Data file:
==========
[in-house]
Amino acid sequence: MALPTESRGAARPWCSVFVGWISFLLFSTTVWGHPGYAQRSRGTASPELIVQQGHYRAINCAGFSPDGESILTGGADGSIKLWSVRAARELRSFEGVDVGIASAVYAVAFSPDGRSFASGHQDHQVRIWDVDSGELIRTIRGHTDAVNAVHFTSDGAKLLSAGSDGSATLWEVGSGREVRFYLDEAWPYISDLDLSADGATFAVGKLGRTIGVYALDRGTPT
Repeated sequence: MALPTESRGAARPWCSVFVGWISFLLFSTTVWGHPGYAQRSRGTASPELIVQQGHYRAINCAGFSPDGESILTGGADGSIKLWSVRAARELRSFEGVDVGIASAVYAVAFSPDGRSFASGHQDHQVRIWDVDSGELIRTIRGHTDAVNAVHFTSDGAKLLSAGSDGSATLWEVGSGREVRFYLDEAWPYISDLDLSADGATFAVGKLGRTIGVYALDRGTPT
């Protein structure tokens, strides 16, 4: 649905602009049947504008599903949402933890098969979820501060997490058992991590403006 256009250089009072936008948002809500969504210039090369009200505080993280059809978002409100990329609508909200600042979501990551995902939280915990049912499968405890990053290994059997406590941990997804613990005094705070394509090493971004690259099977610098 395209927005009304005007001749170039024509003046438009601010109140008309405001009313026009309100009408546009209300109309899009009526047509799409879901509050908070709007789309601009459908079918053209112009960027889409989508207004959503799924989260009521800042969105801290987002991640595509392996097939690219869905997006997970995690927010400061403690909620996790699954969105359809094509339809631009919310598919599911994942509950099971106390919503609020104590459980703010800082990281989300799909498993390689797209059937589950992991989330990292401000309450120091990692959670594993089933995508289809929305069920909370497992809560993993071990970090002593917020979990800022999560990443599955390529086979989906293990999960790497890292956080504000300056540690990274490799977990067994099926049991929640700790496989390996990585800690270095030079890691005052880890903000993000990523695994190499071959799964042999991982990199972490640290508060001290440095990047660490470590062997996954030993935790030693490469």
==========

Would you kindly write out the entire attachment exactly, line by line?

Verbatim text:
[in-house]
Amino acid sequence: MALPTESRGAARPWCSVFVGWISFLLFSTTVWGHPGYAQRSRGTASPELIVQQGHYRAINCAGFSPDGESILTGGADGSIKLWSVRAARELRSFEGVDVGIASAVYAVAFSPDGRSFASGHQDHQVRIWDVDSGELIRTIRGHTDAVNAVHFTSDGAKLLSAGSDGSATLWEVGSGREVRFYLDEAWPYISDLDLSADGATFAVGKLGRTIGVYALDRGTPT
Repeated sequence: MALPTESRGAARPWCSVFVGWISFLLFSTTVWGHPGYAQRSRGTASPELIVQQGHYRAINCAGFSPDGESILTGGADGSIKLWSVRAARELRSFEGVDVGIASAVYAVAFSPDGRSFASGHQDHQVRIWDVDSGELIRTIRGHTDAVNAVHFTSDGAKLLSAGSDGSATLWEVGSGREVRFYLDEAWPYISDLDLSADGATFAVGKLGRTIGVYALDRGTPT
């Protein structure tokens, strides 16, 4: 649905602009049947504008599903949402933890098969979820501060997490058992991590403006 256009250089009072936008948002809500969504210039090369009200505080993280059809978002409100990329609508909200600042979501990551995902939280915990049912499968405890990053290994059997406590941990997804613990005094705070394509090493971004690259099977610098 395209927005009304005007001749170039024509003046438009601010109140008309405001009313026009309100009408546009209300109309899009009526047509799409879901509050908070709007789309601009459908079918053209112009960027889409989508207004959503799924989260009521800042969105801290987002991640595509392996097939690219869905997006997970995690927010400061403690909620996790699954969105359809094509339809631009919310598919599911994942509950099971106390919503609020104590459980703010800082990281989300799909498993390689797209059937589950992991989330990292401000309450120091990692959670594993089933995508289809929305069920909370497992809560993993071990970090002593917020979990800022999560990443599955390529086979989906293990999960790497890292956080504000300056540690990274490799977990067994099926049991929640700790496989390996990585800690270095030079890691005052880890903000993000990523695994190499071959799964042999991982990199972490640290508060001290440095990047660490470590062997996954030993935790030693490469």